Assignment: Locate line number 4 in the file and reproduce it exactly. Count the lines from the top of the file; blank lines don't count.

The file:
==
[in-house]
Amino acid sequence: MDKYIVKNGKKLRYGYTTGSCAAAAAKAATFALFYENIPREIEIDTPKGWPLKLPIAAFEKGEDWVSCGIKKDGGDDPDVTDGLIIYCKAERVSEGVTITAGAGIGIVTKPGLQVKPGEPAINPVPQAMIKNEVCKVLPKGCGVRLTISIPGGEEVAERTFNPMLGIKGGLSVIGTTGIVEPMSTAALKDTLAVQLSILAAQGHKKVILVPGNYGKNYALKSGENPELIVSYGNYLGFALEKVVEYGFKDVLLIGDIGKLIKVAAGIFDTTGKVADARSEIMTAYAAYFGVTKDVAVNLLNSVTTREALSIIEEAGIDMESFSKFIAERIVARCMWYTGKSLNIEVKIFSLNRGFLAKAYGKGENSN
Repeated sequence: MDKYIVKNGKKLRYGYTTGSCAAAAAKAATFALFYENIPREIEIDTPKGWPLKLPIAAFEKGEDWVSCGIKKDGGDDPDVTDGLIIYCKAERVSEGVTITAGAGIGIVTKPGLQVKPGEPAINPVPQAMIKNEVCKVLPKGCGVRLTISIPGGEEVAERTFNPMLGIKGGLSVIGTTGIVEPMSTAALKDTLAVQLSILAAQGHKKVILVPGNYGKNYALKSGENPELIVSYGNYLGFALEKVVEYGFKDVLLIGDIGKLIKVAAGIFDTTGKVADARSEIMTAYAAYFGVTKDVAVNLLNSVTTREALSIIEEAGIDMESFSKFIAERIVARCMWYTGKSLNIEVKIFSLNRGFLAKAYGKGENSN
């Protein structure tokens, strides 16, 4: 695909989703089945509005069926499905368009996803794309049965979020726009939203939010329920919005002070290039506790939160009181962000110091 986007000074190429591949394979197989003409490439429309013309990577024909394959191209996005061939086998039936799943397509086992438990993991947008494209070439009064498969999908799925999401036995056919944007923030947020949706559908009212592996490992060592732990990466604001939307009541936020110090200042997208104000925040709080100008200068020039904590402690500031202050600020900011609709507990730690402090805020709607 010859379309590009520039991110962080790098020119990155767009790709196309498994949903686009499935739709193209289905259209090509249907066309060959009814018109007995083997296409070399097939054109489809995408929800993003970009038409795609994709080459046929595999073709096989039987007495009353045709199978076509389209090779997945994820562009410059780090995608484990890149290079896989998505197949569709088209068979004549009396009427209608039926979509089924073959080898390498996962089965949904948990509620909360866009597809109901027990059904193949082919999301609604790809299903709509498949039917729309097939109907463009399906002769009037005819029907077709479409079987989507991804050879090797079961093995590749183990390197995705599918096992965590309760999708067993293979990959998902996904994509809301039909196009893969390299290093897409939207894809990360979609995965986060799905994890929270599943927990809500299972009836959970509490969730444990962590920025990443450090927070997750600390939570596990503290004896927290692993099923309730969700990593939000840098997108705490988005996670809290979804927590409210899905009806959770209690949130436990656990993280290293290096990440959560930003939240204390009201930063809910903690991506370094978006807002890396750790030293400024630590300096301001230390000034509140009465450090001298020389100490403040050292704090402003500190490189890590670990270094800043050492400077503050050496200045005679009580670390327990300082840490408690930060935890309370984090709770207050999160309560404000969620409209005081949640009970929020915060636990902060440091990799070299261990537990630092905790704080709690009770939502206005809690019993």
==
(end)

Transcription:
């Protein structure tokens, strides 16, 4: 695909989703089945509005069926499905368009996803794309049965979020726009939203939010329920919005002070290039506790939160009181962000110091 986007000074190429591949394979197989003409490439429309013309990577024909394959191209996005061939086998039936799943397509086992438990993991947008494209070439009064498969999908799925999401036995056919944007923030947020949706559908009212592996490992060592732990990466604001939307009541936020110090200042997208104000925040709080100008200068020039904590402690500031202050600020900011609709507990730690402090805020709607 010859379309590009520039991110962080790098020119990155767009790709196309498994949903686009499935739709193209289905259209090509249907066309060959009814018109007995083997296409070399097939054109489809995408929800993003970009038409795609994709080459046929595999073709096989039987007495009353045709199978076509389209090779997945994820562009410059780090995608484990890149290079896989998505197949569709088209068979004549009396009427209608039926979509089924073959080898390498996962089965949904948990509620909360866009597809109901027990059904193949082919999301609604790809299903709509498949039917729309097939109907463009399906002769009037005819029907077709479409079987989507991804050879090797079961093995590749183990390197995705599918096992965590309760999708067993293979990959998902996904994509809301039909196009893969390299290093897409939207894809990360979609995965986060799905994890929270599943927990809500299972009836959970509490969730444990962590920025990443450090927070997750600390939570596990503290004896927290692993099923309730969700990593939000840098997108705490988005996670809290979804927590409210899905009806959770209690949130436990656990993280290293290096990440959560930003939240204390009201930063809910903690991506370094978006807002890396750790030293400024630590300096301001230390000034509140009465450090001298020389100490403040050292704090402003500190490189890590670990270094800043050492400077503050050496200045005679009580670390327990300082840490408690930060935890309370984090709770207050999160309560404000969620409209005081949640009970929020915060636990902060440091990799070299261990537990630092905790704080709690009770939502206005809690019993």